- Samogitia• A Russian diocese, also called Telshi (Telshe), including the part of Lithuania lying on the Baltic
Catholic Encyclopedia. Kevin Knight. 2006.
- SamogitiaSamogitia† Catholic_Encyclopedia ► Samogitia(SAMOGITIENSIS)A Russian diocese, also called Telshi (Telshe), including the part of Lithuania lying on the Baltic; this Lithuanian district, also named Schmudien (Polish, Zmudz) or Schamaiten (Lithuanian, Zemaitis), was conquered about 1380 by the Teutonic Knights, and ceded to Poland in 1411 by the first Treaty of Thorn after the defeat of Tannenberg. During the supremacy of the Teutonic Knights a part of the inhabitants had been baptized, but Christianity had not become firmly established. King Jagello of Poland (1386-1434) travelled through the country, gave instruction in the Christian religion himself, and called upon the people to be baptized. He founded the Diocese of Samogitia with its see at Miedniki, his act being confirmed by the Council of Constance in 1416, and the cathedral, which was dedicated to Saints Alexander, Evantius, and Theodul, was erected in 1417. The first bishop was a German named Matthias; he was succeeded in 1421 by Nicholas, a Pole. Until the sixteenth century a large part of the people were strongly inclined to heathenism. Among the later bishops should be mentioned Melchior I (1574-1609), who re-established Catholicism after the Reformation. His predecessor George III founded a seminary for priests. There was an uninterrupted succession of bishops until 1778. The see then remained vacant, and in 1798 the diocese was suppressed, after it had fallen to Russia in the third Partition of Poland in 1795. Up to that time it had been a suffragan of Gnesen. In 1849 it was re-established as a suffragan of Mohilev. The first bishop of this second period was Matthias Wolonzewski. The see is Kovno on the Njemen. By the convention made in 1847 between Pius IX and Russia the diocese includes the governments of Courland and Kovno, which have together an area of about 26,219 square miles. The Catholic population of the two governments is 1,258,092; there are 426 parishes and dependent stations, and 600 priests.RZEPNICKI, Vitæ præsulum Poloniæ, III (Posen, 1763), 26-42; GAMS, Series episcoporum (Ratisbon, 1873), 357; Die katholische Kirche unserer Zeit, ed. by the LEO ASSOCIATION, III (Berlin, 1902), 159-60; Directorium pro diæcesi Telsensi (Kowno, 1910).KLEMENS LÖFFLERTranscribed by Vivek Gilbert John Fernandez Dedicated to King Jagello of Poland.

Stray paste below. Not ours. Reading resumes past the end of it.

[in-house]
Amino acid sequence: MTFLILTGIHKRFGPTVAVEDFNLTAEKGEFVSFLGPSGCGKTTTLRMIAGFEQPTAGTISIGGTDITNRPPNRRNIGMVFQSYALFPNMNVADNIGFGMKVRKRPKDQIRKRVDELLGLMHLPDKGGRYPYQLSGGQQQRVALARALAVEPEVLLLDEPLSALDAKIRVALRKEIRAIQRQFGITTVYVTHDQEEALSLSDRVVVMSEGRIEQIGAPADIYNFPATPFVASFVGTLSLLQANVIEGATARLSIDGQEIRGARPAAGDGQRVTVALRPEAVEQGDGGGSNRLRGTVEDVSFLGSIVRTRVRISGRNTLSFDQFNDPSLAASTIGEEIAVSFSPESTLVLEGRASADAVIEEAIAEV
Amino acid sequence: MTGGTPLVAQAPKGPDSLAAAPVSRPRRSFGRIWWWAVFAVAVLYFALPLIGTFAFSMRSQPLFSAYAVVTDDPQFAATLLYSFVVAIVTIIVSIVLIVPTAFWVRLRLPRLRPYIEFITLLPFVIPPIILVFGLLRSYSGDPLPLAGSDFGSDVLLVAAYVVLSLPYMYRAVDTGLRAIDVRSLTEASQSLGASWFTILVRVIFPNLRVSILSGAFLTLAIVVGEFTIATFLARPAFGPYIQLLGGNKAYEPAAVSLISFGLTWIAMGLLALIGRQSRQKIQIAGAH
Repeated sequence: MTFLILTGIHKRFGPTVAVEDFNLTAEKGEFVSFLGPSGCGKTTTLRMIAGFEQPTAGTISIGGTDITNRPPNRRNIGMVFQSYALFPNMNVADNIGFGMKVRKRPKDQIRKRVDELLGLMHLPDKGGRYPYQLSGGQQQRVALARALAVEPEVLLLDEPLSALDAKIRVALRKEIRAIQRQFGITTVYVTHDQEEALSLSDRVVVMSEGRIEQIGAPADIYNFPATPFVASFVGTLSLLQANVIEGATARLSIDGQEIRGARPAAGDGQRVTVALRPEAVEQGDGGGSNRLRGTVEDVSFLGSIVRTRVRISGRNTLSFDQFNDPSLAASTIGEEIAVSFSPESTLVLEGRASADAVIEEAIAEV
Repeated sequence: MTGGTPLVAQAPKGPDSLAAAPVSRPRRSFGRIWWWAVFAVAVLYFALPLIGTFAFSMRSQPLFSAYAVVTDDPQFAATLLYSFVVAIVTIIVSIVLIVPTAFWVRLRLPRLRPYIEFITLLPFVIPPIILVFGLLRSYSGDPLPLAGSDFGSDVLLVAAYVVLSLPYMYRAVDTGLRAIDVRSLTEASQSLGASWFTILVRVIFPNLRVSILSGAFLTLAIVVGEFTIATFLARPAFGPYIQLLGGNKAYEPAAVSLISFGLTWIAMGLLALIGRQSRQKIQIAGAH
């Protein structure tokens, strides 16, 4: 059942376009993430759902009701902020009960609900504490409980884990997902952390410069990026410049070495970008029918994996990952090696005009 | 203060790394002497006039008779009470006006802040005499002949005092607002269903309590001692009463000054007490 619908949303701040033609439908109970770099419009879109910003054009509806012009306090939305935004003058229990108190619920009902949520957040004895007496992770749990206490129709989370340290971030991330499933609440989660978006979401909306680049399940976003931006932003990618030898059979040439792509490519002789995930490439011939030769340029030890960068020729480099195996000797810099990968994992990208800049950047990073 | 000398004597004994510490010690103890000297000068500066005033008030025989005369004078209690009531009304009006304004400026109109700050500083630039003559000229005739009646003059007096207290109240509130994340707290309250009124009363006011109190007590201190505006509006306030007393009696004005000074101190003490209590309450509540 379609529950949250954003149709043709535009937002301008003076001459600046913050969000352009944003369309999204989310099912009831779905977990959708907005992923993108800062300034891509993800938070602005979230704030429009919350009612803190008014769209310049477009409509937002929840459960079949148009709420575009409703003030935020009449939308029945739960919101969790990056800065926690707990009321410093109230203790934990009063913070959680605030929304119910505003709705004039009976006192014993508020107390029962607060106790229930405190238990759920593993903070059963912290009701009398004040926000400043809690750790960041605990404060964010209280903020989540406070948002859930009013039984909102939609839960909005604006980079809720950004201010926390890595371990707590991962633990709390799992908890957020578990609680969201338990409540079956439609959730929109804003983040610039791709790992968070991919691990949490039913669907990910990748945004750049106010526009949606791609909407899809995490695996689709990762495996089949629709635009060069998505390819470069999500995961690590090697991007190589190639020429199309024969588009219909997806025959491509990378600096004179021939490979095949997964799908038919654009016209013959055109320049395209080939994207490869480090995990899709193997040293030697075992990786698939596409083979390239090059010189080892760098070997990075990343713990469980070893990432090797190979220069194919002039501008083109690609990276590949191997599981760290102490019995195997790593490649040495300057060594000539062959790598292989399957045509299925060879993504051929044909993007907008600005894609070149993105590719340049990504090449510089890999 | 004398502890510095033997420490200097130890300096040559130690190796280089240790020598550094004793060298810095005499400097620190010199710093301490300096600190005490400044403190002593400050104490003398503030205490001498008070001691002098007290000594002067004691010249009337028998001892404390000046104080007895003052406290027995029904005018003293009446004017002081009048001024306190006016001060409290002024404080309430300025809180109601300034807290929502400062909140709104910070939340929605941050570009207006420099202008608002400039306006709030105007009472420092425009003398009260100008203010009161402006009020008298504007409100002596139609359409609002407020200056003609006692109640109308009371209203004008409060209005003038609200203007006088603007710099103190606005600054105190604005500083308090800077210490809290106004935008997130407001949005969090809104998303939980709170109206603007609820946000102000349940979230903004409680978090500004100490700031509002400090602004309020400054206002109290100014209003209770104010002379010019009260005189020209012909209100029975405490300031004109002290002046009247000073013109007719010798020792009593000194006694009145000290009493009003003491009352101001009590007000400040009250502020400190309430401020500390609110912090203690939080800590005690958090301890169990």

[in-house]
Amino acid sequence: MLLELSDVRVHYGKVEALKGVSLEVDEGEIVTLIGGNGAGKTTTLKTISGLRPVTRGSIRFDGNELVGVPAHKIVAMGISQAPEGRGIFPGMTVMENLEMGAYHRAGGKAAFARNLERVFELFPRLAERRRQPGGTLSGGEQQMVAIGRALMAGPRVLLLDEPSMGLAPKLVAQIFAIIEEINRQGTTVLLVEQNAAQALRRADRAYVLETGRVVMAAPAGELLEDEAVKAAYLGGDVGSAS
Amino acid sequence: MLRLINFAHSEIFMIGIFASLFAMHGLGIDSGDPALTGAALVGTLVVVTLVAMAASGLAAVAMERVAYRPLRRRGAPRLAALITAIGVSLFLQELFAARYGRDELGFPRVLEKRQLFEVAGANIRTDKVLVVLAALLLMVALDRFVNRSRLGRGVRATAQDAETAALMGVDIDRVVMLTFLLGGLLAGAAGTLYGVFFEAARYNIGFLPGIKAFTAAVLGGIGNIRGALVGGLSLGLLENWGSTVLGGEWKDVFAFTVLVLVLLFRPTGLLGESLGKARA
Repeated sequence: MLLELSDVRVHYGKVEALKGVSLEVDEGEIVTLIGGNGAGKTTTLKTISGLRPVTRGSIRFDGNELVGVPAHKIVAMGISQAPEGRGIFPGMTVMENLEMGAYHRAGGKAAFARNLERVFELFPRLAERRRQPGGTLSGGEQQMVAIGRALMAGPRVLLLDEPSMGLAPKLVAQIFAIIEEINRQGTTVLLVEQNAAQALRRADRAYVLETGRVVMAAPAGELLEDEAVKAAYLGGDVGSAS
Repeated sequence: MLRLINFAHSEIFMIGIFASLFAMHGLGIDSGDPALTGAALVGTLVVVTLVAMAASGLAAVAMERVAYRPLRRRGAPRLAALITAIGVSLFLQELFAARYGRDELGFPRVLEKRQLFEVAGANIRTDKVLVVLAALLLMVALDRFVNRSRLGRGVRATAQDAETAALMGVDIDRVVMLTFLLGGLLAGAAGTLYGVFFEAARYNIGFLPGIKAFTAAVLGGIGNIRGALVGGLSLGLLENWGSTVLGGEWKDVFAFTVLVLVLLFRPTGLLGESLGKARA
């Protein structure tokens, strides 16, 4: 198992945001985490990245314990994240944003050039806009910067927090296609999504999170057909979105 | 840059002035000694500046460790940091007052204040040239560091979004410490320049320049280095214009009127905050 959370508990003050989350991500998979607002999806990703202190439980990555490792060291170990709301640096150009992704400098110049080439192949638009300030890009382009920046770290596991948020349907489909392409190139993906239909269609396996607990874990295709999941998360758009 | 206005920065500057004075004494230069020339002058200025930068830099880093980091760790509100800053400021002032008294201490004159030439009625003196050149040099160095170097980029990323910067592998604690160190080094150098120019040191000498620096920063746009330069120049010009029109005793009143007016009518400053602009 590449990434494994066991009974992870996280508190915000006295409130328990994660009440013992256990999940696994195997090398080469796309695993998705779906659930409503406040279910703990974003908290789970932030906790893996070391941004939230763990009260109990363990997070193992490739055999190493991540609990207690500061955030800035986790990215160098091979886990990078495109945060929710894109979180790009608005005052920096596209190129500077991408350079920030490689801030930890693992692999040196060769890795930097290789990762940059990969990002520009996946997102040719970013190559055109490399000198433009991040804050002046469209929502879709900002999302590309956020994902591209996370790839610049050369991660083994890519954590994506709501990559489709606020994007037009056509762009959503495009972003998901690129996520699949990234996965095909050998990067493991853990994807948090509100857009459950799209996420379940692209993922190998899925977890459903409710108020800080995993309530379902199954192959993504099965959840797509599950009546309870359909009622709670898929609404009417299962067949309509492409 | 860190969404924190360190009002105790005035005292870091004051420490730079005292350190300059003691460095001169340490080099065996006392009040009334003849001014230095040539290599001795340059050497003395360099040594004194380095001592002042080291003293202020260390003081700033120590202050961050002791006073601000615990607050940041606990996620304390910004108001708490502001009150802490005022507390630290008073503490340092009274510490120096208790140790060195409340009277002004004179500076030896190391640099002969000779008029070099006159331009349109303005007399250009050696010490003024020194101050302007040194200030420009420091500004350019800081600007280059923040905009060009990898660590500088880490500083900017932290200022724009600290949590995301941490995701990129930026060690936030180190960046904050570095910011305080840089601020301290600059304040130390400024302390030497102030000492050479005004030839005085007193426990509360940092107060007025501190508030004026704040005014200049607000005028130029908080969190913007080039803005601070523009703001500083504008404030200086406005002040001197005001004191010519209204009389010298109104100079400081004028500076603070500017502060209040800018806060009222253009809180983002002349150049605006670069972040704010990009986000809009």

The Catholic Encyclopedia, Volume VIII. — New York: Robert Appleton Company. Nihil Obstat. 1910.
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